can take the scores of a few games
as fair examples. The majority of
the games so far have either been de-
cided by topheavy scores or have
been slugfests in which both sider
have participated freely.
I-M BASEBALL SCHEDULE FOR
TODAY
Time Court Teams
4:15 1 Chi Phi vs. Sigma Phi
4:15 2 Phi Kappa Psi vs. Zeta
Beta Tau
4:15 3 Sigma Alpha Mu vs. Tri-
gon
4:15 4 Psi Upsilon vs. Phi Delta
Theta
4:15 5 Phi Beta Delta vs. Zeta
Psi
4:15 6 Delta Kappa Epsilon vs.
Delta Sigm~a Pi
4:15 7 ,Ohio Club vs. Chi Psi
5:15 1 Alpha Omega vs. Delta
Sigma Delta
5:15 2 Theta Kappa Epsilon vs.y

Up By Tigers, Tur

By FRED DeLANO
If Manager Mickey Cochrane of
the Detroit Tigers was more than
a little irked when Washington's Pete
Appleton disposed of his world's
champions with only two hits yester-
day it was not without reason, for
the Tigers themselves could have
had Appleton for the price of a song
nine years ago when he finished
his career as a University of Mich-
igan pitcher.
At that time, however, "Appleton"
was not known, but instead it was
Pete Jablonowski who was hurling for
the Wolverines. Pete changed his
name when he entered professional
baseball and the complications com-
ing as a result reached a climax last
summer while he was making a good
record as a Montreal moundsman in
the International league.
Sounded O.K. To Navin
The late Frank J. Navin, formerly
owner of the Detroit ball club, had
received glowing reports from the
Canadian city on this star pitcher,
Appleton. Feeling that the Bengals
could easily use another right-handed
fast ball hurler, he sent scout Wish
Egan to Montreal to look the new
prospect over.
Watching Appleton from the
stands, Egan thought he recognized
the delivery of the thrower - which
is freakish to say the least - and fi-
nally realized that it was none other
than Pete Jablonowski whom he had
scouted several years before in Ann
Arbor. Egan left, convinced that Pete
could not make the grade in the big
show even though his minor league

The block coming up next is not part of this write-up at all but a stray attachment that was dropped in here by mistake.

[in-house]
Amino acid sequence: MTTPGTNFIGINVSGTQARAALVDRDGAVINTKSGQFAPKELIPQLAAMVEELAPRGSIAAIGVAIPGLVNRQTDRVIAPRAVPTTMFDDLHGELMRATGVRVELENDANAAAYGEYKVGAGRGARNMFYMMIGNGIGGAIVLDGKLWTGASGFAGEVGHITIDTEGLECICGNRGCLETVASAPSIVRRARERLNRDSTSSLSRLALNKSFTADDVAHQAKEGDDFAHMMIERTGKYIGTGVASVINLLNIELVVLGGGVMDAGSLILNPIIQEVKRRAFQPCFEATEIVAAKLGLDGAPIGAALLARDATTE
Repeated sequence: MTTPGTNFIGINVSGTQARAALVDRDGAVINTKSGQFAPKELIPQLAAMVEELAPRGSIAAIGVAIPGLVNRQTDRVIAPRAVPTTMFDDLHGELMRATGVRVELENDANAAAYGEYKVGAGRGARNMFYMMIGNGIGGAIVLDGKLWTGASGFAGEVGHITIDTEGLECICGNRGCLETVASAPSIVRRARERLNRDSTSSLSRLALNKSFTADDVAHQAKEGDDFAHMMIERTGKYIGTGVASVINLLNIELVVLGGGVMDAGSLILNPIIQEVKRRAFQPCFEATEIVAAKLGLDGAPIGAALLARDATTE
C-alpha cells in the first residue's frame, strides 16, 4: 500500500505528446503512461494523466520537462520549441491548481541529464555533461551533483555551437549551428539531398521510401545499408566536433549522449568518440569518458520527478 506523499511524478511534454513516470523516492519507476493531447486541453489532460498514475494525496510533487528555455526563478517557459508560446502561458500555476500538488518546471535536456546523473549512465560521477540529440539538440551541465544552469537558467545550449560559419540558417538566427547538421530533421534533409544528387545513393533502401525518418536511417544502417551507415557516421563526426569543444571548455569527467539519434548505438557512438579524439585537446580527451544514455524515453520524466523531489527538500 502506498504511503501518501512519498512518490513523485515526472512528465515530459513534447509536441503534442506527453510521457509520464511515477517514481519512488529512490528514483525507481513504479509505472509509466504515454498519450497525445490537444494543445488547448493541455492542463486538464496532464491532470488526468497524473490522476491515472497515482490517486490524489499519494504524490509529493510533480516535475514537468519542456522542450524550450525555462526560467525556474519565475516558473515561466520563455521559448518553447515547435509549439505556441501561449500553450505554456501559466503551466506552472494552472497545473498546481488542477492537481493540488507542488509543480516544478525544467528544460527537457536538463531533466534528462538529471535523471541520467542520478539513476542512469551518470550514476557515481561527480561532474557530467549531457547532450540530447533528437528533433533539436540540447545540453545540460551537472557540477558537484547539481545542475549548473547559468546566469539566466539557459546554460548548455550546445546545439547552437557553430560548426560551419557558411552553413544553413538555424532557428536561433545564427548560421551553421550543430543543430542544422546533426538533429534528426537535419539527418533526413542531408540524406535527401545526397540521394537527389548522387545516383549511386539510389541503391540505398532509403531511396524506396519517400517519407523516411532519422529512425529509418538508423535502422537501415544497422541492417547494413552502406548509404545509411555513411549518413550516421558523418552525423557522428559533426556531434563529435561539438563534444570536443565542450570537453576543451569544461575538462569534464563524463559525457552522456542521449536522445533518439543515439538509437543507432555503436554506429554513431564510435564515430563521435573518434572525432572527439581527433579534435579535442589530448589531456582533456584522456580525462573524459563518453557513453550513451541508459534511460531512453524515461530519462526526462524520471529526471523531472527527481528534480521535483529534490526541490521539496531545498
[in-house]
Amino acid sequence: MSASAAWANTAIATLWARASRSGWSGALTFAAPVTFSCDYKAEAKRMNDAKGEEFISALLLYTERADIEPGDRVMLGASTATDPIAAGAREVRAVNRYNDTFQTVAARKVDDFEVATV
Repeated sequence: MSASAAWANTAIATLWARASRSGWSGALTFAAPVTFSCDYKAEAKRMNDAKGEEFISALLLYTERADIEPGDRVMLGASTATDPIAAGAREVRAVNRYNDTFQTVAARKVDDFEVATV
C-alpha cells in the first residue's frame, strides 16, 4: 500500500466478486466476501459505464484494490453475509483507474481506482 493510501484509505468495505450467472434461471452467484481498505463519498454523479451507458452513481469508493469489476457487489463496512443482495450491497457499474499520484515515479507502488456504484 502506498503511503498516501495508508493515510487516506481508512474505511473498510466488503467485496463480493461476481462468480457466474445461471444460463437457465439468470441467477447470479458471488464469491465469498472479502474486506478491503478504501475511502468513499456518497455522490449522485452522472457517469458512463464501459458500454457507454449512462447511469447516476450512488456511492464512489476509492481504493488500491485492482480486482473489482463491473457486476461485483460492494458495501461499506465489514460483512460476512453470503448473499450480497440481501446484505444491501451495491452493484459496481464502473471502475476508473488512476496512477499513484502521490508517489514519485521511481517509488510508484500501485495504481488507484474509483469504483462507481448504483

record during the season was a good
one.
This spring Appleton was in camp
with the Senators and from the first
game he pitched he has consistently
done well for Bucky Harris. Yester-
day's accomplishment in so decisively
whipping Detroit, 7-3, was without
doubt the outstanding game he has
pitched since leaving school.
Delivery Is Deceptive
His delivery is probably the most
deceptive in the major leagues, as
he conceals the ball in his glove while
winding up and then drops it to his
pitching hand just before throwing it
toward the batter. The first time
Rogers Hornsby saw Appleton pitch
he claimed the delivery was illegal,
but the umpires ruled otherwise.
This is the fourth time that Ap-
pleton has had a trial with a major
league team and has started better
this year than in any of his previous

attempts. So far he has won three
games and has yet to be beaten.
He was a letter winner here in
1925, '26, and '27, playing on third
base while not pitching. Coach Ray
Fisher, who taught Pete a lot that
he knows about the game, expressed
an opinion last night that his former
pupil would go a long way in th4
sport if his 1936 start means any-
thing. Pete, however, has spent eight
years as a minor leaguer and is no
youngster as ball players go.

Ex-Wolverine Hurler, Passed

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ns Tables

Greenberg Injured
As Senators Win
WASHINGTON, April 29. -UP) -
Hank Greenberg, the Tigers heavy-
hitting first baseman, was hurt in the
sixth inning of yesterday's game as
he reached to the left for a wide
throw and got in the way of Jake
Powell, who was racing toward first
base.
"It's a tough break for us," said
Manager Mickey Cochrane of the
Tigers. "Hank will likely be out for
at least a month and probably more."
The left wrist was the same he in-
jured early in the last world series.

Acacia
5:15 3 Triangle vs.
Upsilon
5:15 4 Delta Tau
Theta Xi
5:15 5 Phi Sigma
Kappa Nu

Phi Delta
Delta vs.
Delta 'vs.

5:15 6 Alpha Kappa Lambda
vs. Sigma Chi
5:15 7 Alpha Chi Sigma vs. Sig-
ma Alpha Epsilon
5:15 8 Hermitage vs. Chi Psi
5:15 9 All Americans vs.
J.O.E.'s

1I - __-.-__________ 1i1

sp

Y i

ng

Clot hi

ng

of

V al c

and 'Distinction

- }..

Sixteen
age total

runs seems to be the aver-
scored by both teams in

the games played so far in the fra-
ternity division. The independent
section has been a little less radical.
The average number of runs scored
per game being around 13. However,
two of the games in this division were
won by 1-0 forfeits.
T. PONG
TENNIS RACKETS
Now at
712 E. Washington Ph. 9793